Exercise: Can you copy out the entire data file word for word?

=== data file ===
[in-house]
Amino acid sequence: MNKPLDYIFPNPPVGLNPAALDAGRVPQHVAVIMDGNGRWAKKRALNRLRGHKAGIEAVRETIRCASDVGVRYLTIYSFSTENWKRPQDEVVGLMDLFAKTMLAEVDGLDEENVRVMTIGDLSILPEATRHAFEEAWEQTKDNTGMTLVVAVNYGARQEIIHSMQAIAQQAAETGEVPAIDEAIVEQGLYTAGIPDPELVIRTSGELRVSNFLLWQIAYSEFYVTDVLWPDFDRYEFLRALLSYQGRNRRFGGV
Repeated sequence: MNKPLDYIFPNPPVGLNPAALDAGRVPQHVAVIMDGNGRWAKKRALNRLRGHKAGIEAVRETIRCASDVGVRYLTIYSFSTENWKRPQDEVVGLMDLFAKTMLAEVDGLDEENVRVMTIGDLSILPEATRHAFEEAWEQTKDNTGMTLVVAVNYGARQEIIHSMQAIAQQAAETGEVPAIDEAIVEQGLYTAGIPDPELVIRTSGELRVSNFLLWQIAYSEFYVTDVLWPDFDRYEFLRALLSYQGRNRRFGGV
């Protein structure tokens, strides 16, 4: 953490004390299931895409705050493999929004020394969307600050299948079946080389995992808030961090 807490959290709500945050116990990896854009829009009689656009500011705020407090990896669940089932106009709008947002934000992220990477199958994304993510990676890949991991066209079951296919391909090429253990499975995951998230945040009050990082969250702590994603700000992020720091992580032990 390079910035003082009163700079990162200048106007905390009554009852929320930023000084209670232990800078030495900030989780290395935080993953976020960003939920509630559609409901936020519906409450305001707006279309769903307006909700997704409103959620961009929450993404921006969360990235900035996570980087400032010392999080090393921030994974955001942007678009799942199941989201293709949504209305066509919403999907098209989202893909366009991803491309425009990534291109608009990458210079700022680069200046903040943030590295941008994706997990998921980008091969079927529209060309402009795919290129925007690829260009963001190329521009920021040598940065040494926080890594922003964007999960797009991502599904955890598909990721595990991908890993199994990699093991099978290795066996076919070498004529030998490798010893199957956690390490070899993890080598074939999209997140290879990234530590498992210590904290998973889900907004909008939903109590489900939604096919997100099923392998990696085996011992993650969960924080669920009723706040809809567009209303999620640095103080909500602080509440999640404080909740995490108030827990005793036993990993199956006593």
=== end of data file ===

[in-house]
Amino acid sequence: MNKPLDYIFPNPPVGLNPAALDAGRVPQHVAVIMDGNGRWAKKRALNRLRGHKAGIEAVRETIRCASDVGVRYLTIYSFSTENWKRPQDEVVGLMDLFAKTMLAEVDGLDEENVRVMTIGDLSILPEATRHAFEEAWEQTKDNTGMTLVVAVNYGARQEIIHSMQAIAQQAAETGEVPAIDEAIVEQGLYTAGIPDPELVIRTSGELRVSNFLLWQIAYSEFYVTDVLWPDFDRYEFLRALLSYQGRNRRFGGV
Repeated sequence: MNKPLDYIFPNPPVGLNPAALDAGRVPQHVAVIMDGNGRWAKKRALNRLRGHKAGIEAVRETIRCASDVGVRYLTIYSFSTENWKRPQDEVVGLMDLFAKTMLAEVDGLDEENVRVMTIGDLSILPEATRHAFEEAWEQTKDNTGMTLVVAVNYGARQEIIHSMQAIAQQAAETGEVPAIDEAIVEQGLYTAGIPDPELVIRTSGELRVSNFLLWQIAYSEFYVTDVLWPDFDRYEFLRALLSYQGRNRRFGGV
């Protein structure tokens, strides 16, 4: 953490004390299931895409705050493999929004020394969307600050299948079946080389995992808030961090 807490959290709500945050116990990896854009829009009689656009500011705020407090990896669940089932106009709008947002934000992220990477199958994304993510990676890949991991066209079951296919391909090429253990499975995951998230945040009050990082969250702590994603700000992020720091992580032990 390079910035003082009163700079990162200048106007905390009554009852929320930023000084209670232990800078030495900030989780290395935080993953976020960003939920509630559609409901936020519906409450305001707006279309769903307006909700997704409103959620961009929450993404921006969360990235900035996570980087400032010392999080090393921030994974955001942007678009799942199941989201293709949504209305066509919403999907098209989202893909366009991803491309425009990534291109608009990458210079700022680069200046903040943030590295941008994706997990998921980008091969079927529209060309402009795919290129925007690829260009963001190329521009920021040598940065040494926080890594922003964007999960797009991502599904955890598909990721595990991908890993199994990699093991099978290795066996076919070498004529030998490798010893199957956690390490070899993890080598074939999209997140290879990234530590498992210590904290998973889900907004909008939903109590489900939604096919997100099923392998990696085996011992993650969960924080669920009723706040809809567009209303999620640095103080909500602080509440999640404080909740995490108030827990005793036993990993199956006593």